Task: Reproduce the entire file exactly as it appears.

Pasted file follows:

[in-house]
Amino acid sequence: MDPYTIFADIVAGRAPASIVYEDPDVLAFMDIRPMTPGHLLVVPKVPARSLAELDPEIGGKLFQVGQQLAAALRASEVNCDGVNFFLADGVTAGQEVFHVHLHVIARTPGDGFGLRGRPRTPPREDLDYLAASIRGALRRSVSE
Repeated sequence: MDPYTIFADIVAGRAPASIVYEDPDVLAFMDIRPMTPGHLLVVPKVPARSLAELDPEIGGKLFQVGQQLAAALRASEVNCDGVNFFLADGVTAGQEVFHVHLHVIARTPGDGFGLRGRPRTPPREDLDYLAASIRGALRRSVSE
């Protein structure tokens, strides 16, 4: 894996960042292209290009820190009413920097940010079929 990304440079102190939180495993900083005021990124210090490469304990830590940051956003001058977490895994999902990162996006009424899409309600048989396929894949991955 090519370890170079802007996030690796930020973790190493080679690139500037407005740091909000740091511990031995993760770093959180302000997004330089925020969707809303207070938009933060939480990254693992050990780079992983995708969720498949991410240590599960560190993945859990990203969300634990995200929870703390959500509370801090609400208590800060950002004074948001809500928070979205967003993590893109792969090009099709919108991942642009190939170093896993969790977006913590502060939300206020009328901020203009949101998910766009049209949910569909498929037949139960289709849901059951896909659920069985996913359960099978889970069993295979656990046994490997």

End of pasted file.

[in-house]
Amino acid sequence: MDPYTIFADIVAGRAPASIVYEDPDVLAFMDIRPMTPGHLLVVPKVPARSLAELDPEIGGKLFQVGQQLAAALRASEVNCDGVNFFLADGVTAGQEVFHVHLHVIARTPGDGFGLRGRPRTPPREDLDYLAASIRGALRRSVSE
Repeated sequence: MDPYTIFADIVAGRAPASIVYEDPDVLAFMDIRPMTPGHLLVVPKVPARSLAELDPEIGGKLFQVGQQLAAALRASEVNCDGVNFFLADGVTAGQEVFHVHLHVIARTPGDGFGLRGRPRTPPREDLDYLAASIRGALRRSVSE
């Protein structure tokens, strides 16, 4: 894996960042292209290009820190009413920097940010079929 990304440079102190939180495993900083005021990124210090490469304990830590940051956003001058977490895994999902990162996006009424899409309600048989396929894949991955 090519370890170079802007996030690796930020973790190493080679690139500037407005740091909000740091511990031995993760770093959180302000997004330089925020969707809303207070938009933060939480990254693992050990780079992983995708969720498949991410240590599960560190993945859990990203969300634990995200929870703390959500509370801090609400208590800060950002004074948001809500928070979205967003993590893109792969090009099709919108991942642009190939170093896993969790977006913590502060939300206020009328901020203009949101998910766009049209949910569909498929037949139960289709849901059951896909659920069985996913359960099978889970069993295979656990046994490997």